Search Results

Edited by Helle Alrø, Ole Ravn and Paulo Valero

Critical mathematics education brings together a series of concerns related to mathematics and its role in society, the practices of teaching and learning of mathematics in educational settings, and the practices of researching mathematics education. The work of Ole Skovsmose has provided a seminal contribution to the shaping of those concerns in the international community of mathematics educators and mathematics education researchers. This book gathers contributions of researchers from five continents, for whom critical mathematics education has been an inspiration to think about many different topics such as the dialogical and political dimensions of teacher education, mathematical modeling, the philosophy of mathematics from social and political perspectives, teaching practices in classrooms, the connection between mathematics and society, the scope and limits of critical thinking in relation to mathematics and mathematics education, and the political dimension of researching mathematics education.
The book is not only a tribute to Ole Skovsmose’s long academic career; it is also a way of providing an overview of the roots of the critical mathematics education concerns, their current developments in different parts of the world, and their future directions. With a diversity of styles and forms of texts, this book is addressed to all those teachers and researchers who would like to be introduced or would like to go deeper into the types of insights that critical mathematics education offers.

Manufacturing a Past for the Present

Forgery and Authenticity in Medievalist Texts and Objects in Nineteenth-Century Europe

Series:

Edited by János M. Bak, Patrick J. Geary and Gábor Klaniczay

In search of specific national traditions nineteenth-century artists and scholars did not shy of manipulating texts and objects or even outright manufacturing them. The essays edited by János M. Bak, Patrick J. Geary and Gábor Klaniczay explore the various artifacts from outright forgeries to fruits of poetic phantasy, while also discussing the volatile notion of authenticity and the multiple claims for it in the age.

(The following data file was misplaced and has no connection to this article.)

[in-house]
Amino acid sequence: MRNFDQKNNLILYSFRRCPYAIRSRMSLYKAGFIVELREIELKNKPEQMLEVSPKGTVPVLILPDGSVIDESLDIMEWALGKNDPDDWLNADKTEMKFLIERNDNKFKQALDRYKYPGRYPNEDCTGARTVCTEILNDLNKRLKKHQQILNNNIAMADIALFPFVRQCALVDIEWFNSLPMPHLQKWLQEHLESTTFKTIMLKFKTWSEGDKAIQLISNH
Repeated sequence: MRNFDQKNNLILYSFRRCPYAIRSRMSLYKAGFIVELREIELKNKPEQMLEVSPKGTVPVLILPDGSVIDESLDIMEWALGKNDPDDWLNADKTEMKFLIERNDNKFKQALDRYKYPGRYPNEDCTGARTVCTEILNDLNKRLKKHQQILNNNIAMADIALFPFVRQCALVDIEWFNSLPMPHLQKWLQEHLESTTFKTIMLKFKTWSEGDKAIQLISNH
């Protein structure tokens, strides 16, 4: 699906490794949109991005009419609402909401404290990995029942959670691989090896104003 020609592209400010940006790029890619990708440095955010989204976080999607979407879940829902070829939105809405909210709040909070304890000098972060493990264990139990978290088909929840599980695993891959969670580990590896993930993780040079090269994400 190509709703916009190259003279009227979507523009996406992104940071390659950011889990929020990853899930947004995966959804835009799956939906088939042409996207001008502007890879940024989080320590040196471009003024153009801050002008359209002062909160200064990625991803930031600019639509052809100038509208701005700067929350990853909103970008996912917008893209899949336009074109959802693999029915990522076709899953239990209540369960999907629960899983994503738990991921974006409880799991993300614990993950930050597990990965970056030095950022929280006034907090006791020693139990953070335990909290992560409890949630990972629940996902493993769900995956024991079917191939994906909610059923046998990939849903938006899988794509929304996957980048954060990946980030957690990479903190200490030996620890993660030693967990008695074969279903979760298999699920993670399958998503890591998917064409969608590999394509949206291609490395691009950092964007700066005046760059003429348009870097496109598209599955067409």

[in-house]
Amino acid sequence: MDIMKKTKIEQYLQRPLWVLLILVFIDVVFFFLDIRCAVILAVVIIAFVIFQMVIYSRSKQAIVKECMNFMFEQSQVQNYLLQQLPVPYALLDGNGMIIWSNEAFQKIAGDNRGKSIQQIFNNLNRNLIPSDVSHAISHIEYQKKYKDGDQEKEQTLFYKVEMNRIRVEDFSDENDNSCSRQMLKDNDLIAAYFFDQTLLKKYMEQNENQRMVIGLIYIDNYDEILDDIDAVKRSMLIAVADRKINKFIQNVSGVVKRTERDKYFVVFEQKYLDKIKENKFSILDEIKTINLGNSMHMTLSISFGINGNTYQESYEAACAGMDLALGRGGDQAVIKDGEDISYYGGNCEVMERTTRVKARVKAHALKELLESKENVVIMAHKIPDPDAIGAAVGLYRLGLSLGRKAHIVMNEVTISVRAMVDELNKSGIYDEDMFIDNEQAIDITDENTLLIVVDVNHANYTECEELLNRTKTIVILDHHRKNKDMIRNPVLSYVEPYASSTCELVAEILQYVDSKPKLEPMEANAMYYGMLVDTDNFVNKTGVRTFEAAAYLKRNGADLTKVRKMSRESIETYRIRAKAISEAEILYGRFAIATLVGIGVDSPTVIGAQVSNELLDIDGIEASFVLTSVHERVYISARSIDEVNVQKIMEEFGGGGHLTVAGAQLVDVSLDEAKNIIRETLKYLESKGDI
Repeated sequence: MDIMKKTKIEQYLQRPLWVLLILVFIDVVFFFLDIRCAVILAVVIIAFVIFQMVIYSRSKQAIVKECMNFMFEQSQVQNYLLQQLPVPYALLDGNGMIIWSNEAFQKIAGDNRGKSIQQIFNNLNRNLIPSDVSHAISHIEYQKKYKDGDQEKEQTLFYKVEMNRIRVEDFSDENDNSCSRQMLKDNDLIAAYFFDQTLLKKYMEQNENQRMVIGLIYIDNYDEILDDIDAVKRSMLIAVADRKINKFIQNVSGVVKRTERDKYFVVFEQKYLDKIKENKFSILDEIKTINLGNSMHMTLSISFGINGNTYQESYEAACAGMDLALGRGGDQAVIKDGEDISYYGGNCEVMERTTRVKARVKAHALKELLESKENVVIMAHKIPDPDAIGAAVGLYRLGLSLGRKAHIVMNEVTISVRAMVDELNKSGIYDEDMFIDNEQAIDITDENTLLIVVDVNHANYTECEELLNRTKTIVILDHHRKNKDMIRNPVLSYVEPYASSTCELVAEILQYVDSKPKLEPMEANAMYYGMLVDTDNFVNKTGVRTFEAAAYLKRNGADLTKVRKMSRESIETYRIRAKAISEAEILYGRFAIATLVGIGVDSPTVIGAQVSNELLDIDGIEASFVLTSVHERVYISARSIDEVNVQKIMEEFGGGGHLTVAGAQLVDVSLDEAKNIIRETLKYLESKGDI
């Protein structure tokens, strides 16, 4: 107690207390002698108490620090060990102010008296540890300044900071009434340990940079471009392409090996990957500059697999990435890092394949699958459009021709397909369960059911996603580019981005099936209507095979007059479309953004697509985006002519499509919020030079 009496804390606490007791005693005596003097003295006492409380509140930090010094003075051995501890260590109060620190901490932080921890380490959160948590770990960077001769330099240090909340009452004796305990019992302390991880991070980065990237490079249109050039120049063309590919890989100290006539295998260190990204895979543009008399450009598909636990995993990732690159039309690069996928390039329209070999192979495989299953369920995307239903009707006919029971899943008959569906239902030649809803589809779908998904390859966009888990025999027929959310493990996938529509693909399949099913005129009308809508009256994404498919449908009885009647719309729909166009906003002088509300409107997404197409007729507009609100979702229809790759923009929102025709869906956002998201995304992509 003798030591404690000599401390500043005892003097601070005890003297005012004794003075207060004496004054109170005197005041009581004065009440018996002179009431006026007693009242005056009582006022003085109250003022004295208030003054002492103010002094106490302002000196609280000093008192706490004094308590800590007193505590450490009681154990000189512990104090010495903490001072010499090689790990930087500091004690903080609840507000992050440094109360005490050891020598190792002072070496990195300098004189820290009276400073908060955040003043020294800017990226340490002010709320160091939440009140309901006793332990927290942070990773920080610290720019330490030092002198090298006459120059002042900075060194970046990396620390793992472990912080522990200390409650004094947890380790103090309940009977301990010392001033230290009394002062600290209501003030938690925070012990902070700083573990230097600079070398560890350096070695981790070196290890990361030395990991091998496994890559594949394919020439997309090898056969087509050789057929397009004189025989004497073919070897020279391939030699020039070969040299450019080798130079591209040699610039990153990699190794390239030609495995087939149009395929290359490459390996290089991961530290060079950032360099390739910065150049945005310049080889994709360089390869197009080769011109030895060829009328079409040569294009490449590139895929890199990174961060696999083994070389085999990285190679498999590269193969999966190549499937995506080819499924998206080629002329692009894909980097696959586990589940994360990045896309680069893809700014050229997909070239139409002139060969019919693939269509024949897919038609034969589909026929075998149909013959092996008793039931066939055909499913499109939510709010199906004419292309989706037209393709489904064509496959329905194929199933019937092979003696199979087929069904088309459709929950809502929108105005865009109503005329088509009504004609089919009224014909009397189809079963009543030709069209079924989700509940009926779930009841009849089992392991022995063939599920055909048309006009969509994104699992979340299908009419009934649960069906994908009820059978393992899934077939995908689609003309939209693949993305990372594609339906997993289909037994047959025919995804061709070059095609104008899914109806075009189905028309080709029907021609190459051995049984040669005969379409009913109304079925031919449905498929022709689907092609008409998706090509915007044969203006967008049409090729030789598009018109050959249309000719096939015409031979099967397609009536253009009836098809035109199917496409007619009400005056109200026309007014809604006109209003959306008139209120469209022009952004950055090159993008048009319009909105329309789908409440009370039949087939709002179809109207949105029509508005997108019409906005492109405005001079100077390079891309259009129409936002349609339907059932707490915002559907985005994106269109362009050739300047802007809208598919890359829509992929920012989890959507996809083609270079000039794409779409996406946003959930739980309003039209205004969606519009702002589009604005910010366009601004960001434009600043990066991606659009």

Contributors include: Pavlína Rychterová, Péter Dávidházi, Pertti Anttonen, László Szörényi, János M. Bak, Nóra Berend, Benedek Láng, Igor P. Medvedev, Dan D.Y. Shapira, János György Szilágyi, Cristina La Rocca, Giedrė Mickūnaitė, Johan Hegardt and Sándor Radnóti.

What Happened? Re-presenting Traumas, Uncovering Recoveries

Processing Individual and Collective Trauma

Series:

Edited by Elspeth McInnes and Danielle Schaub

Traumatic experiences with an overwhelming life-threatening feel affect numerous people’s lives. Death and disablement through accident, illness, war, family violence, natural and human-induced disaster can be experienced variously at an individual level through to whole communities and nations. Traumatic memories are intrusive and insistent but fragmented and distorted by the power of sensory information frozen in time. This volume examines the ways individuals, families, communities and nations have engaged with representations of traumas and the ethical dimensions embedded in those re-presentations. Contributors also explore the work of recovering from trauma and finding resilience through working with narrative and embodied forms such as dance and breathing. The ubiquity of trauma in human experience means that pathways to recovery differ, emerging from the way each engages with the world. Sharing, and reflecting on, the ways each copes with trauma contributes to its understanding as well as pathways to recovery and new strengths. Contributors are Svetlana Antropova, Peter Bray, Kate Burton, Mark Callaghan, Marie France Forcier, Monica Hinton, Gen’ichiro Itakura, Danielle Schaub, Zeina Tarraf and Paul Vivian.

Series:

Edited by Josef Meri